The previous month, Medics in the West Midlands, UK performed the world’s first ‘net-zero’ cancer operation. This breakthrough operation paved the way for more sustainable and eco-friendly practices in healthcare. Surgeons at Solihull Hospital in the West Midlands successfully carried out a five-hour key-hole bowel cancer surgery that was completely carbon neutral.

Of course, a patient’s health is the priority. Although, hospitals have a colossal amount of carbon footprint. The UK’s National Health Service (NHS) is responsible for 6% of the country’s total CO2 emissions. This makes last month’s ‘net-zero’ cancer operation important. This operation was a turning point.

The University of Birmingham said it worked with surgeons to complete the NHS’ “first documented net-zero operation”.

Aneel Bhangu, consultant colorectal surgeon says that NHS is one of the high emitters. So it will have an impact on people’s health in the medium and longer-term. “We may not see that directly in an operating theatre but I think we have a responsibility to our patients, and their families and their children and their grandchildren to make sure that we are planning for their future and a healthy future for them.”

Carbon emissions from the keyhole bowel cancer surgery were cut by 80%, with the remainder countered by the two doctors cycling and running to work – thereby cutting the carbon emissions that would have been released from them driving as usual. Also, they planted three trees on the hospital grounds to offset their carbon footprint.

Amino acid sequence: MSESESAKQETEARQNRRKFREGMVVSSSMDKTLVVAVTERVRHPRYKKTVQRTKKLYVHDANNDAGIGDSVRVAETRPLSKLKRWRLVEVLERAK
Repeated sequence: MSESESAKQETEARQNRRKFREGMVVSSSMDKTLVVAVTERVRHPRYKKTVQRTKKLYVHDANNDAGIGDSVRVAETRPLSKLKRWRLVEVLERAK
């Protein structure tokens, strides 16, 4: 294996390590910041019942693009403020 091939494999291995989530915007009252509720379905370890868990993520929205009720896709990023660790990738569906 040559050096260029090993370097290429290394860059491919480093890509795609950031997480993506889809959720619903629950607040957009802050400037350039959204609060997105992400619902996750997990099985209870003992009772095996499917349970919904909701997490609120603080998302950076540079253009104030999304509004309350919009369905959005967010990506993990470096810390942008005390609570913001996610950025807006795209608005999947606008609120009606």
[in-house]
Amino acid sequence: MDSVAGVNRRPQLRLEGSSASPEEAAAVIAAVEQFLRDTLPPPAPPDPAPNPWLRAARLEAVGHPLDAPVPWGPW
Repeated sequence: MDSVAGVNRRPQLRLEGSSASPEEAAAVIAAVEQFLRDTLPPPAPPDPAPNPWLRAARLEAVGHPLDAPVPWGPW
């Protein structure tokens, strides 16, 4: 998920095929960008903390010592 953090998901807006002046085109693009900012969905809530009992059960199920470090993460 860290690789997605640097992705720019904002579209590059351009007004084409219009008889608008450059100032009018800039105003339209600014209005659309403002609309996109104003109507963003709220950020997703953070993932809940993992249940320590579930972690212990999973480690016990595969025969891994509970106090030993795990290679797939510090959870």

The operation involved a multitude of changes like wearing reusable scrubs to modify the way anesthesia was administered.

Pain relief is a surprisingly impactful part of an operation. Surgeons injected a liquid instead of conventional gas into the patient’s veins to send them to sleep.

These surgeons have performed the first ‘net-zero’ cancer operation
Conventional anaesthetic contributes to greenhouse gases, says anaesthetic consultant Dr Catriona Frankling.UHB NHS Foundation Trust


Anesthetist Dr. Catriona Frankling said, “One way of keeping a patient asleep is to use anesthetic gases – now these are greenhouse gases and when we use them, the patient breathes them in, they breathe them out, and it gets vented out into the atmosphere and there it can cause global warming.”

Just one year of kidney dialysis is equivalent to seven return flights between London and New York.


Also, the team reviewed everything that is electrical from air conditioning to lights. They came up with a conclusion that the appliances like air conditioners and vapor lights did not need to be kept on overnight, as they currently are. Switching to energy-efficient options like LED lighting also helped.

It will come as no surprise to those working or receiving care from the NHS that recycling was another area where the medics found room for improvement.

Every day, a rich profusion of plastic waste is generated in healthcare settings. This situation only got worse during the COVID pandemic. An NHS Provider review in 2019 estimates, that the system already disposed of 133,000 tonnes of plastic a year, of which 95% goes to waste.


Choosing plastic-free products can feel like a tiny tweak in our own lives, but for a large organization like the NHS, opting for plastic-free products can make a huge positive impact on our environment.

Surgery accounts for a quarter of the emissions from a typical NHS trust, so the modification in operation that Dr. Bhangu and his team made will have huge potential for making medicine greener.


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